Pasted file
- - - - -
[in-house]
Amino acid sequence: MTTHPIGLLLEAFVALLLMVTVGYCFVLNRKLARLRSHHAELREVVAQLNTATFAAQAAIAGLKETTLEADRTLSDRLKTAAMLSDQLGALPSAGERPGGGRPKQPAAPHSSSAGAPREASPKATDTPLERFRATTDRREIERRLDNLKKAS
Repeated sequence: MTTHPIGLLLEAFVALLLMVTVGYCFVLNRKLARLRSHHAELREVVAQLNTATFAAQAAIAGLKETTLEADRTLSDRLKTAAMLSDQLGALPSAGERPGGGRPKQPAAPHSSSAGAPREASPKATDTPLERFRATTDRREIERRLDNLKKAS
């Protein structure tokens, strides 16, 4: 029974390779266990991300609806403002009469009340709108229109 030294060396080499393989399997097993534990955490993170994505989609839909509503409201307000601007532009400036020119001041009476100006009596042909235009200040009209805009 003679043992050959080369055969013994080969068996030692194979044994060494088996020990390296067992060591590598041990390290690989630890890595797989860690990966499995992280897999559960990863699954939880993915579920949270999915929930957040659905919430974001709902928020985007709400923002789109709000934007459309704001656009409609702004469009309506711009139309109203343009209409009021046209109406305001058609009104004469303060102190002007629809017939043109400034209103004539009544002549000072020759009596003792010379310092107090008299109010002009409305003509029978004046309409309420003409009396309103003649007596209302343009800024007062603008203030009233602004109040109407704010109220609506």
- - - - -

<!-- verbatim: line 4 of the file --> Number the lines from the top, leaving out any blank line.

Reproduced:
């Protein structure tokens, strides 16, 4: 029974390779266990991300609806403002009469009340709108229109 030294060396080499393989399997097993534990955490993170994505989609839909509503409201307000601007532009400036020119001041009476100006009596042909235009200040009209805009 003679043992050959080369055969013994080969068996030692194979044994060494088996020990390296067992060591590598041990390290690989630890890595797989860690990966499995992280897999559960990863699954939880993915579920949270999915929930957040659905919430974001709902928020985007709400923002789109709000934007459309704001656009409609702004469009309506711009139309109203343009209409009021046209109406305001058609009104004469303060102190002007629809017939043109400034209103004539009544002549000072020759009596003792010379310092107090008299109010002009409305003509029978004046309409309420003409009396309103003649007596209302343009800024007062603008203030009233602004109040109407704010109220609506």